Now that homesellers are back in the driver’s seat, pre-inspections are re-emerging as a tactic for strengthening a buyer’s offer. This time around, however, some homeowners are refusing to allow them.
What is a pre-inspection? It’s a general structural inspection of a home (usually by a professional home inspector) that takes place before the seller has accepted an offer. This generally only happens in multi-offer situations, but those, too, are becoming commonplace again as a result of low inventory.
Since nearly every offer these days is conditioned upon the results of a structural inspection, real estate brokers will sometimes suggest that their clients invest in a pre-inspection as a way of making their offer more attractive to the homeowner.
Few homeowners pay for an inspection of their property before putting it on the market, so they can be justifiably nervous about hearing the results of an inspection performed by a professional hired by a buyer. Having already negotiated a purchase price, the inspection results often trigger another round of negotiations involving requests for repairs which will further reduce the net proceeds to the seller. To eliminate this concern for the seller, a buyer can pay for a pre-inspection and then submit an offer for a purchase price that will not (theoretically) be further reduced because they already know the condition of the house.
This strategy was common practice a few short years ago when Seattle last experienced a seller’s market. Like the song says, “Everything old is new again.”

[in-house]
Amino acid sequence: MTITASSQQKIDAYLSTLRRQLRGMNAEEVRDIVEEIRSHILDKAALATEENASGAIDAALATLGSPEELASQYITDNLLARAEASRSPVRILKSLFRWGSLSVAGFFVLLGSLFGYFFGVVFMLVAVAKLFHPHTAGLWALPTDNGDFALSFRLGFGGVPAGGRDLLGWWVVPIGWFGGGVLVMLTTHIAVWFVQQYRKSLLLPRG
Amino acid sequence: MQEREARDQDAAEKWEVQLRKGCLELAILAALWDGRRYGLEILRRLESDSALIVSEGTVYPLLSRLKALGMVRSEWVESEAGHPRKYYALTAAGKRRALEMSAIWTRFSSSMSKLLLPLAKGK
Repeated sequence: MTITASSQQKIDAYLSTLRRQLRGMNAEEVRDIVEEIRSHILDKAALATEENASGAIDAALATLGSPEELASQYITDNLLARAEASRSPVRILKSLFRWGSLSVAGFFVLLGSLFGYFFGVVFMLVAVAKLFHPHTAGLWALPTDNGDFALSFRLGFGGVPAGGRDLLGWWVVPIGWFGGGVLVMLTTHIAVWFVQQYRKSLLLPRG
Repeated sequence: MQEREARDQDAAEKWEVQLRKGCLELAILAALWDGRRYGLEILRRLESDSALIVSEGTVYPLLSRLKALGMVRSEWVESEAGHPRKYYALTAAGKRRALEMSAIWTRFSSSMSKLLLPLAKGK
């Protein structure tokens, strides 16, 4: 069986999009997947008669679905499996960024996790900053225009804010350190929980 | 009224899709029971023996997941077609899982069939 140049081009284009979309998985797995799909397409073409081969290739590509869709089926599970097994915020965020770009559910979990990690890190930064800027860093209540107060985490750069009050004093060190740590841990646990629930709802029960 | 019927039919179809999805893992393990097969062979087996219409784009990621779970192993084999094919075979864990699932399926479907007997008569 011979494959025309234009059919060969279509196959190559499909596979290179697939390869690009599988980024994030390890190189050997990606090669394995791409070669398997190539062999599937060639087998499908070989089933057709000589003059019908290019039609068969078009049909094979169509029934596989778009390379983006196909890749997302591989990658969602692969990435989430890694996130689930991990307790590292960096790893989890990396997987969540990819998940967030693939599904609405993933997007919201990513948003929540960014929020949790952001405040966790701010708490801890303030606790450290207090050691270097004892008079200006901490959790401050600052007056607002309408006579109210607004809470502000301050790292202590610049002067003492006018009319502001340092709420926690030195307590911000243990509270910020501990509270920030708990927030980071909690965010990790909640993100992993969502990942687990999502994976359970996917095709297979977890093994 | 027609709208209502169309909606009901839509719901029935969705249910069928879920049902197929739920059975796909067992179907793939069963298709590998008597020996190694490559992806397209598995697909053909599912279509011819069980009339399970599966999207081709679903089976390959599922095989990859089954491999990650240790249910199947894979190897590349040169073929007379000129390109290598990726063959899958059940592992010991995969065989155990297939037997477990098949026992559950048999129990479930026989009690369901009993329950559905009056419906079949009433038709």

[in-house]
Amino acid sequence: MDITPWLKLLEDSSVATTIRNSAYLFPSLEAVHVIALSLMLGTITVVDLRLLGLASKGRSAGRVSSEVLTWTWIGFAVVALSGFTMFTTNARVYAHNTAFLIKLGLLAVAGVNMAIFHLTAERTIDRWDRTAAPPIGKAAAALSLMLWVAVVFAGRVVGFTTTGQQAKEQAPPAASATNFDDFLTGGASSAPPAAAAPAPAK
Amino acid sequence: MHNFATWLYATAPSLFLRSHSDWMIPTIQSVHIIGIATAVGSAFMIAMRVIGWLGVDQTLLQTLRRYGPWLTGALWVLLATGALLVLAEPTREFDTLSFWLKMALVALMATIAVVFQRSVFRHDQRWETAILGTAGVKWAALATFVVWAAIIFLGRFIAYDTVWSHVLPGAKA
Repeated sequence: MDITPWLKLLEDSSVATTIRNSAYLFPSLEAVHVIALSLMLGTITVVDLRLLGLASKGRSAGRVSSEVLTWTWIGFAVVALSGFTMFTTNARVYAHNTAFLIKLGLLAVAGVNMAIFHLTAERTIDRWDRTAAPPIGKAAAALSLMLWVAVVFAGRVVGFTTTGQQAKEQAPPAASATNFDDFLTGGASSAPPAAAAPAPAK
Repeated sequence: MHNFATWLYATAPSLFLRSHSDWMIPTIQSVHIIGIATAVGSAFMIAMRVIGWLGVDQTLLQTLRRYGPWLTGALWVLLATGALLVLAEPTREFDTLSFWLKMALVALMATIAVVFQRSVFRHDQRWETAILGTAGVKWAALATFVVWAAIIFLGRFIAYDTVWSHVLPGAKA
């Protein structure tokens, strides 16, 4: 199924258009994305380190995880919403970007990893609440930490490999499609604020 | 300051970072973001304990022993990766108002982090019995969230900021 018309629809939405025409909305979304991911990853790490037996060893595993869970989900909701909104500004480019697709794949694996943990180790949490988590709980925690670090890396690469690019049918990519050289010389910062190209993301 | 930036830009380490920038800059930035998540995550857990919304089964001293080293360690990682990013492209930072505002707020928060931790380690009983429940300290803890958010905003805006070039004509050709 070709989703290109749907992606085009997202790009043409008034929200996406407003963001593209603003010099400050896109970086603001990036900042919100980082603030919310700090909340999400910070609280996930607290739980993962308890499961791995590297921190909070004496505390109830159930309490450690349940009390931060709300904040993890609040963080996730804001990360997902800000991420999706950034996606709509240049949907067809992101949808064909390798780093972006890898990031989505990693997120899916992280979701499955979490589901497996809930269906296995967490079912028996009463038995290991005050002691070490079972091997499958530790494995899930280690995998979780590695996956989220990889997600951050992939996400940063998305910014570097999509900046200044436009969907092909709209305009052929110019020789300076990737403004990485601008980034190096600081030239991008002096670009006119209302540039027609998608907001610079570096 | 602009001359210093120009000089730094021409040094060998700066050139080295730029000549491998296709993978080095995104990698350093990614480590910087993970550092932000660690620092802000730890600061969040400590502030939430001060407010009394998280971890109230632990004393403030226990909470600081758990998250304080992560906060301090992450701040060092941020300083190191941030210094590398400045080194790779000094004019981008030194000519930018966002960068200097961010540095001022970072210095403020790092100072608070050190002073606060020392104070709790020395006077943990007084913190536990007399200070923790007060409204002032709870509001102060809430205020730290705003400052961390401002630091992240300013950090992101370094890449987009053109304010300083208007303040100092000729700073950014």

This time around, however, some sellers are saying “No” to pre-inspections. Why? Mostly because it is a major inconvenience for owners to open their home to strangers multiple times for several hours at a time (inspections usually take 2-3 hours). Occasionally, some minor damage can result from the inspector’s poking and prodding as well.
One alternative to allowing pre-inspections is for the seller to pay for an inspection (an average of $400) and then make the results available to all buyers who write an offer. Most buyers, however, will not be satisfied to accept the results of an inspection performed by someone who has been hired by the seller.
It’s worth mentioning that a buyer who pays for a pre-inspection and then either decides against making an offer or submits an offer that is not accepted by the seller, is out the $400. That can get pretty costly if you are a buyer making offers on several multi-offer properties.
What’s a buyer to do?
Are you a frustrated buyer? This is a great place to vent.